The author started out by describing how the U.S. government agencies are facing some serious challenges ahead with regards to replacing an aging workforce. He also goes so far as to state that “the federal government is not taking full advantage of opportunities to recruit or retain young people” (Young, 2008, p.74). His caveat to this is that, while managers with experience may be in place, the younger people the government is hiring may have different views than their managers. While this is often the case, what can’t be overlooked is some of the age disparities in the work force.
Granted this article was written in 2008, however his estimates are still chronologically in play. For example, “according to human resource data from the Office of Personnel Management (OPM), approximately 60 percent of the 1.9 million employees of federal agencies will reach retirement age by 2017” (Young, 2008, p. 74). This puts us right in the middle of the situation… literally.
Mr. Young went on to describe, in detail, the four overlapping generations currently in the workforce. These generations are “the traditionalists/veterans, baby boomers, Generation X/baby busters, and Generation Y/millenials” (Young, 2008, p. 75). According to the author, the traditionalists/veterans make up less than 10 percent of the workforce. This statistic seems about right, as this generation was born before the end of World War II. At the time this article came out, the baby boomers, which were born after World War II, made up about 70 percent of the workforce. This number has probably dwindled down slightly over the last four plus years, but it’s probably still fairly accurate with today’s economy being in shambles. The authors’ statistics show that most of Generation X went into the private sector, and only about 20 to 25 percent went to work for the government. He attributed the lack of Generation X to the hiring freezes, as well as the downsizing of the federal government, in the 1990s. At the time of print, Generation Y barely made up 5 percent, however I’d argue that it is probably closer to 10 or 15 percent. The boost would be replacing the traditionalists/veterans who did retire.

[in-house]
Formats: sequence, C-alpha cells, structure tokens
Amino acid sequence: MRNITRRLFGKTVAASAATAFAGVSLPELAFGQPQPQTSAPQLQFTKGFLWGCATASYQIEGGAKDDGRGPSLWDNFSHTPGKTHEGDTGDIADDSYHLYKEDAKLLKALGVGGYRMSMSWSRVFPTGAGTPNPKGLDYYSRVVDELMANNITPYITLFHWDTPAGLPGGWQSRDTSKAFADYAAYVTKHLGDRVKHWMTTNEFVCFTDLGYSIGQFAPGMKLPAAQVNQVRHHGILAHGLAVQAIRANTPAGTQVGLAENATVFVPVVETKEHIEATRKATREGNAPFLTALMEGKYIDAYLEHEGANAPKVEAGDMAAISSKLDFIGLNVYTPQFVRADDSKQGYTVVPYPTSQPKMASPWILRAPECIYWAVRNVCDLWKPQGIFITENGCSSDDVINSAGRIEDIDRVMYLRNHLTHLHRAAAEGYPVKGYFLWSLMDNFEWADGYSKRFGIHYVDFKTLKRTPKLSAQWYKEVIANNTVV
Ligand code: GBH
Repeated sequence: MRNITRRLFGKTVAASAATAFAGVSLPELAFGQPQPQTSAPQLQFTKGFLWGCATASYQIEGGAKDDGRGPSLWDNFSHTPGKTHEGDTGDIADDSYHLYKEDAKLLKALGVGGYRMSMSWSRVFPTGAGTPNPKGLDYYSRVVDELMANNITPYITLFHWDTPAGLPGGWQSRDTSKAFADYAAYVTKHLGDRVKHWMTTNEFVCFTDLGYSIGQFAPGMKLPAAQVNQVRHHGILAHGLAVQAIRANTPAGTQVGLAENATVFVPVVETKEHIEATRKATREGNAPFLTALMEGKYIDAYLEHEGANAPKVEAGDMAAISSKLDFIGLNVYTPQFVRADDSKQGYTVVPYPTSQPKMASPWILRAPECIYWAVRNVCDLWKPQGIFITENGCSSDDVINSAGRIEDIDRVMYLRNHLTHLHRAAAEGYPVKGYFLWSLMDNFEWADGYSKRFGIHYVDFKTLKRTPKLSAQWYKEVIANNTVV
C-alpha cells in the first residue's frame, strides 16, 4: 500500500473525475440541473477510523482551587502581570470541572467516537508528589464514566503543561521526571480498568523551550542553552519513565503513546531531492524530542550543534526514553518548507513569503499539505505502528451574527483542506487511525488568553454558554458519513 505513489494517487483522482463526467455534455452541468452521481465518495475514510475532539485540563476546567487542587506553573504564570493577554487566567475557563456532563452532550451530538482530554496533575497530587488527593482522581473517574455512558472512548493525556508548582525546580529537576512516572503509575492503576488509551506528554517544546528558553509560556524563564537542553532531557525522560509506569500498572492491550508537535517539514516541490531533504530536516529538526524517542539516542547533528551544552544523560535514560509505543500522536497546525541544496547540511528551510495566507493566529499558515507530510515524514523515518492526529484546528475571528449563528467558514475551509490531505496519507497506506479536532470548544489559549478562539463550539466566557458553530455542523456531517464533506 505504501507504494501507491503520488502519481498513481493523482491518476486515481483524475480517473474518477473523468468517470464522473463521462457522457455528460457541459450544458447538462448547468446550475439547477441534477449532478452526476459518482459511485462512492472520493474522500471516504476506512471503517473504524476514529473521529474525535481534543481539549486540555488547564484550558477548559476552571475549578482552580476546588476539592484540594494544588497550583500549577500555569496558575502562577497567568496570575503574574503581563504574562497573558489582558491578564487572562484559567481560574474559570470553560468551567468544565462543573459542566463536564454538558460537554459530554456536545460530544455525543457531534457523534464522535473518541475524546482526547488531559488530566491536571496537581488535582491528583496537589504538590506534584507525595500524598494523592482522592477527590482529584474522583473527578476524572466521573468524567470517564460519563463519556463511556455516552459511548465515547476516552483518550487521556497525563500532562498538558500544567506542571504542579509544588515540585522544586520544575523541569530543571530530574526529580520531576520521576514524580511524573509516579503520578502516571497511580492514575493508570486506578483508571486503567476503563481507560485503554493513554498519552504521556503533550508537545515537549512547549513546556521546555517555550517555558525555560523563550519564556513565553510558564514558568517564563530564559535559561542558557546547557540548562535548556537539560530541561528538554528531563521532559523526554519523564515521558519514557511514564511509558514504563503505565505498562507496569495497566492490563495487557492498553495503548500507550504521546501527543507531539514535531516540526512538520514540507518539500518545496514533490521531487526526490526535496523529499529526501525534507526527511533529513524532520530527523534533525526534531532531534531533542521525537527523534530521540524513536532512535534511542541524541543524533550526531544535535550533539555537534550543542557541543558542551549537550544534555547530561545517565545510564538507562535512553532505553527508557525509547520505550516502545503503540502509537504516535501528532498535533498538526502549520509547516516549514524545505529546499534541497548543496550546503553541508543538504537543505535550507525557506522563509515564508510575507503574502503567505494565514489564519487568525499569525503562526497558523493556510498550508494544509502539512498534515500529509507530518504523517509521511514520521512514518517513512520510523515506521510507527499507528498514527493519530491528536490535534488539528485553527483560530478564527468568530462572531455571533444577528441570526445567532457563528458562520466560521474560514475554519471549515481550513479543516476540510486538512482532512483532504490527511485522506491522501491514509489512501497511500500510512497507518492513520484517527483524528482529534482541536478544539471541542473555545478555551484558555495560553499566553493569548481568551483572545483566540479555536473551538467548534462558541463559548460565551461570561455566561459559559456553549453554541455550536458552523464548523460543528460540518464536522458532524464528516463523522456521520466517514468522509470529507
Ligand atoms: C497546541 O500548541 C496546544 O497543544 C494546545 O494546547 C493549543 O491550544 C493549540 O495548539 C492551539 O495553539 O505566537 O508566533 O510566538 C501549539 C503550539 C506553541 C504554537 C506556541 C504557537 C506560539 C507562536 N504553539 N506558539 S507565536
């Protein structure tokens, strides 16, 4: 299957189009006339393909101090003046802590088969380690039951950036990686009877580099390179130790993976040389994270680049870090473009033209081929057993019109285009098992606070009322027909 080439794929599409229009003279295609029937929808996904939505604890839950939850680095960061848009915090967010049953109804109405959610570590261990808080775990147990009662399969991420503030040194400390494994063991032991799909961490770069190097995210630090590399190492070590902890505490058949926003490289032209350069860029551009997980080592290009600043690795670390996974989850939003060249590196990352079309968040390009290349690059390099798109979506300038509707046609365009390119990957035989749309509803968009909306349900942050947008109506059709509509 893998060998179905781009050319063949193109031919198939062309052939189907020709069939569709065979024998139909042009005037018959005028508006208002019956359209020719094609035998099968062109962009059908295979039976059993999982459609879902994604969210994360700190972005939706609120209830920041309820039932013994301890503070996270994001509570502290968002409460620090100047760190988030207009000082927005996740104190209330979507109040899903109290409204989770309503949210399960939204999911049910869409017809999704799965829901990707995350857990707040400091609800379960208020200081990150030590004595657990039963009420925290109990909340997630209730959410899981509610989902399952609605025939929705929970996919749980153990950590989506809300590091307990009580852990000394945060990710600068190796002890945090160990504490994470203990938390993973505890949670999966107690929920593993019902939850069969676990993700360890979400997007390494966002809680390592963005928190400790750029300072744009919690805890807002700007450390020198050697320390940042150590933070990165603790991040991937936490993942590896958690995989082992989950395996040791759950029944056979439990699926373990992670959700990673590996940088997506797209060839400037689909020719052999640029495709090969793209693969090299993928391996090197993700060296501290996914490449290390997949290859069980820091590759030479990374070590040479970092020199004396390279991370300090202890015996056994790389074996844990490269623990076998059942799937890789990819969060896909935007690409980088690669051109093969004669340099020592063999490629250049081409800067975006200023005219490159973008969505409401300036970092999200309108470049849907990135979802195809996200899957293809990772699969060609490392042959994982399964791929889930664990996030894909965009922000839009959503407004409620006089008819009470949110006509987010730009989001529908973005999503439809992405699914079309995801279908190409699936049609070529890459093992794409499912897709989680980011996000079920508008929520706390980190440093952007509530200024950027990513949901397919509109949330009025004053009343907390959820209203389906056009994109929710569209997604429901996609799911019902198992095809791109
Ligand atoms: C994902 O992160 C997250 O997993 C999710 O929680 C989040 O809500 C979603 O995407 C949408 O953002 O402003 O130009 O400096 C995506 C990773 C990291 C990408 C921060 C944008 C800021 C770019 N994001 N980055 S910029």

The author went on to make recommendations as to how best attract the Generation Yers/millenials. He led with monetary rewards such as tuition reimbursement policies, student loan repayment, and retention incentives, among others. While these are all viable options, and I have seen them used by my coworkers, I think that the non-monetary benefits such as job stability, stable benefits, and a solid work/life balance (in most job types) are more attractive to the up and coming generations. Especially, again, with the state…